BACKGROUND TO DANIEL GOLEMAN'S CONCEPT OF EMOTIONAL INTELLIGENCE by vct15937

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									Background to Daniel Goleman’s concept of
         emotional intelligence

Goleman’s concept of EI overlays with other people’s descriptions of
personal mastery. Goleman sees four key pillars of EI:


 Self Management


 Self Awareness


 Social Awareness


 Social Skills


The problem with Goleman’s highly attractive concept is that he does
not provide much insight into the meanings of these terms, nor how
we might develop them.

In learning, the concept of reflective practice is probably the most
helpful skill that helps us develop EI. In other words:

1. The conscious practice of reviewing our successes and mistakes.

2. Deciding to learn from both:

   How to improve our practice in the same area of need, and,

   How to transfer the learning to new areas of need.

3. Ensuring that this learning becomes an unconscious part of our
   skillset over time (unconscious competence) so that we have the
   ‘space’ to learn new things.
      Background to Gardner’s 7 intelligences
Howard Gardner identified 7 intelligences, which help us understand how
we think and learn. These are far more useful from a learning and
development point of view as they have applications in the field of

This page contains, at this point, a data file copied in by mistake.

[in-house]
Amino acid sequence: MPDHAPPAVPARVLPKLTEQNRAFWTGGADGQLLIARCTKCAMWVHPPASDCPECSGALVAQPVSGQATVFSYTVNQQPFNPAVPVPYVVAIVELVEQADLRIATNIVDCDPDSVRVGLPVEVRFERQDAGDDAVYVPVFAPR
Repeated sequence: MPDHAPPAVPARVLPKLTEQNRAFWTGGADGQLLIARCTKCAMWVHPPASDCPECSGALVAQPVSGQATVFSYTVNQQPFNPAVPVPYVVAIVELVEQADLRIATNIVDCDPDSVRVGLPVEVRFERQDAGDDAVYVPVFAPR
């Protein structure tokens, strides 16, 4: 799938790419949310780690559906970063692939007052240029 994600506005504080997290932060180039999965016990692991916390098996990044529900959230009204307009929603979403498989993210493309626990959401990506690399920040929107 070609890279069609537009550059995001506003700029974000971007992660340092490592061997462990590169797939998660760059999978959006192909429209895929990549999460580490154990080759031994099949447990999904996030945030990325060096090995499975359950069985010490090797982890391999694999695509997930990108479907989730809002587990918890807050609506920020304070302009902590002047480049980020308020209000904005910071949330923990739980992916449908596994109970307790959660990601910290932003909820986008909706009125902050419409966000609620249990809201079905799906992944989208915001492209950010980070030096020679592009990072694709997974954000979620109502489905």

accelerating and personalising learning

Intelligence type             Typical traits exhibited by someone who
                              has this intelligence

Linguistic intelligence       Active listening skills, good writing and
                              reasoning, public speaking capability

Logical-mathematical          Computing skills, problem solving,
intelligence                  structured approach, precision, abstract
                              thinking

Visual-spatial intelligence   Uses images to think, has sense of the big
                              picture, uses metaphor

Musical intelligence          Sensitive to pitch, rhythm, emotions

Bodily-kinaesthetic           Good timing, learns by tactile experience,
intelligence                  mechanically minded, skilled at crafts

Interpersonal or social       Negotiates well, good communicator,
intelligence                  relates well

Intrapersonal or intuitive    Sensitive to own values, intuitive skills,
intelligence                  needs to be different, self motivated


Gardner now argues for an eighth intelligence, the naturalistic intelligence.

The big point from Gardner’s research is that since people learn in different
ways, we can do several things to improve our ‘reach’:


 Work in several intelligences at the same time.

 Tailor our approach to the individual where this is possible
  and useful.
Sources: Cook, Peter, Best Practice Creativity, (1998) Gower
        Cook, Peter, Sex, Leadership and Rock’n’Roll (2006) Crown House

								
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